So much has happened -- with so much waiting in the wings ... .
But at the top of the list is a very surprising email message received a few days ago from a publishing house in Chicago, the head of which -- in a few sentences -- informed me that he'd been looking for me for a very long long time, and he then shared a few words from a song I'd written and performed many years ago -- maybe 50?
At first I thought there must be some mistake, and responded with my doubts, yet, the song was clearly one I'd written long ago ... .
It was quite lovely. Wind Song was written during one of our annual trips to Asilomar for Stebbins Institute of the Unitarian Universalist Association. The kids and I looked forward to sharing that mid-August week with other UU families each year, building friendships that have lasted our entire lives.
The song was later picked up by a filmmaker, Charles Peterson, and used in Farallon Light, a documentary about the impending removal of the centuries-old beacon that had served on the island to warn seafarers of hazards -- but also to serve as protection for shorebirds along the Pacific flyway -- instead of automated surveillance that could not provide enough of the necessary protection along the usually fogbound coastal shoreline. I believe this prize-winning film influenced the decision to maintain a small team on the island supervised by the Audabon Society.
Wind Song came out of that rich yet personally painful period, but had been buried deep in the suburbs as our lives moved us in and out of one marriage and into another; the kids grew into their own lives; and I gave up my secret life of singer/composer of art songs in favor of a multitude of new edges to live out of into the next decades. I'd truly moved past young Betty and deeper into the political activist/merchant/ranger Betty of today over those many years.
You can imagine how Ken Shipley's message would reawaken those long-forgotten embers by breathing oxygen over them at a time when -- only last week I'd given a disk on which 7 original songs were etched -- for consideration for including in a documentary about our family; a work now in production. After more years than I can count, here was my music stubbornly coming to life again in unpredictable ways, and having to be dealt with. This time I would pay attention. This time there was a context in which it might live again.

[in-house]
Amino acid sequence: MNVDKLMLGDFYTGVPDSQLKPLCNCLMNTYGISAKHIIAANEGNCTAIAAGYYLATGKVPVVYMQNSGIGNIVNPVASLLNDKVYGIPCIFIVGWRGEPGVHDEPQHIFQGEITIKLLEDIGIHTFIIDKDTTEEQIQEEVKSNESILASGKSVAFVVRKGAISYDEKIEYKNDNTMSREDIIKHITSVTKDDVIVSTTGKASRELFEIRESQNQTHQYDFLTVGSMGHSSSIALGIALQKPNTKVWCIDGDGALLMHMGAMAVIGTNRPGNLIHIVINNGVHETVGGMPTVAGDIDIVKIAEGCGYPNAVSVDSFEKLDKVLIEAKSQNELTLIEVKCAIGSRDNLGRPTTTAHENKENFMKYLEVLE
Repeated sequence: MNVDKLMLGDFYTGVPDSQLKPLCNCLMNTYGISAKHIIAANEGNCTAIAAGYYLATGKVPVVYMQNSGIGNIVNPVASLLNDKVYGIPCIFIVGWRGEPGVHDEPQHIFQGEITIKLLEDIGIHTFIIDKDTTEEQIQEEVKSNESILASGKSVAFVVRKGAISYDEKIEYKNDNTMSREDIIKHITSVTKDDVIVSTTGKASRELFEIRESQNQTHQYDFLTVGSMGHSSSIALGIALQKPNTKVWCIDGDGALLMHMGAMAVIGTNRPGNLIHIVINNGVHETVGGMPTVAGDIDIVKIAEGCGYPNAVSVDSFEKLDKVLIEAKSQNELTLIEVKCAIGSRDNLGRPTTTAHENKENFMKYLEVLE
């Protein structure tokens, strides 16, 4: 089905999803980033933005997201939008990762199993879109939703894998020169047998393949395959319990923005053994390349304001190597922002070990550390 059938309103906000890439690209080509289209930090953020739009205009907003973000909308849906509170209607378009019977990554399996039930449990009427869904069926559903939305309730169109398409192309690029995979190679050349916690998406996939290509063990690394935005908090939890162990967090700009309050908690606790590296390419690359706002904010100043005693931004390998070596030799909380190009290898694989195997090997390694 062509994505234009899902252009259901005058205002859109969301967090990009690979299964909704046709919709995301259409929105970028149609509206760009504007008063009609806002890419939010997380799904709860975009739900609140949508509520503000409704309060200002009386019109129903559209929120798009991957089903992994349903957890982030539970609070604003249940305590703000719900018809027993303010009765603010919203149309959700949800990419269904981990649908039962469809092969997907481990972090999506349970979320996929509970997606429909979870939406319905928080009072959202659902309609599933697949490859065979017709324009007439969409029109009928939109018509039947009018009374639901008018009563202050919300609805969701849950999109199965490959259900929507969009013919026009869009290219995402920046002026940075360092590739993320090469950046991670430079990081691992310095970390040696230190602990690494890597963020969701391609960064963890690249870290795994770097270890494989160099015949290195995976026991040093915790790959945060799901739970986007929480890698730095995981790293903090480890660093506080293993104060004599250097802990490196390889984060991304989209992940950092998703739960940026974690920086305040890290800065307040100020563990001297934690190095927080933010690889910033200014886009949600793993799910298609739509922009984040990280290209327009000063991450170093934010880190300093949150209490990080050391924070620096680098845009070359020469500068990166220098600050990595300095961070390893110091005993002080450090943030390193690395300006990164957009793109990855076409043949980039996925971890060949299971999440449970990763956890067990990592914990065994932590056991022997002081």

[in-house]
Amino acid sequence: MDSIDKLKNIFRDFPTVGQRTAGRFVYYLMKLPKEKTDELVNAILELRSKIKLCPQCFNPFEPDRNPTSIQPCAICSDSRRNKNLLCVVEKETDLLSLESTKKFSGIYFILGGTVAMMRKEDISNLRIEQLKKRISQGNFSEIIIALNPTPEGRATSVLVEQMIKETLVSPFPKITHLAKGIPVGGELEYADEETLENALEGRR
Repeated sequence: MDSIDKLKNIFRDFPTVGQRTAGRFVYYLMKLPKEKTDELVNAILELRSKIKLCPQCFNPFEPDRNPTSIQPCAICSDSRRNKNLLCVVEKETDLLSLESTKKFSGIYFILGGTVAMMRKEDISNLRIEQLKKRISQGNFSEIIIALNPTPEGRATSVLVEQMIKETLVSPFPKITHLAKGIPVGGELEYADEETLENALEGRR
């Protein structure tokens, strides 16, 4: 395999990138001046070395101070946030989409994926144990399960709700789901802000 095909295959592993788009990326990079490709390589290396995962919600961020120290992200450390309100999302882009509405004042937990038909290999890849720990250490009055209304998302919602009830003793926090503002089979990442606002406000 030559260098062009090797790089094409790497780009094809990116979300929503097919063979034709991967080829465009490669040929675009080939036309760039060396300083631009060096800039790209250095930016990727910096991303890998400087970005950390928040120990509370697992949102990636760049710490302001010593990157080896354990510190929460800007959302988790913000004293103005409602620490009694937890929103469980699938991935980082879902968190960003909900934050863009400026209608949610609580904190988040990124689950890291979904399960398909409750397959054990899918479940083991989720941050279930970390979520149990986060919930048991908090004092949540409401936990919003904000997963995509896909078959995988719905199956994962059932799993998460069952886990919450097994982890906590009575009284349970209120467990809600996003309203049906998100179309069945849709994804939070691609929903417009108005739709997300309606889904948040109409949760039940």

Shipley included in his email the link to the little song. Someone had taken a recording of my quite lovely little voice singing to my own barely adequate guitar accompaniment -- added a bass and flute -- and, Voila!, young Betty sounds quite professional, and with all those intervening years now past, I can now listen to her without ego or passing judgment, as if in the third person, and find myself responding to her as "audience." Amazing!
Can you imagine having your younger self emerging into a suddenly-exploding life of "the nation's oldest park ranger," at a time when your older self is being caught in a flurry of floodlights and peering into camera lenses and speaking into microphones, giving interviews to Der Spiegel, the BBC, CNN, ABC, CBS, etc., none of whom has ever heard of young Betty the singer/composer! She snuck up on all of us, and I'm not certain what to do with her at this point.
I will be leaving in 3 weeks for Washington, D.C., to serve on a panel before the Congressional Black Caucus Conference, then to New York mid-week for another commitment, and then back to Washington for the grand opening of the new African American Museum on the Capitol Mall.
Surviving a home intrusion burglary may have been easy compared to trying to juggle September on the East Coast where my 95th birthday will be spent along with everything else, and now young Betty turns up at this late date -- opening yet another door into a fast-fading and very fragile future ... .
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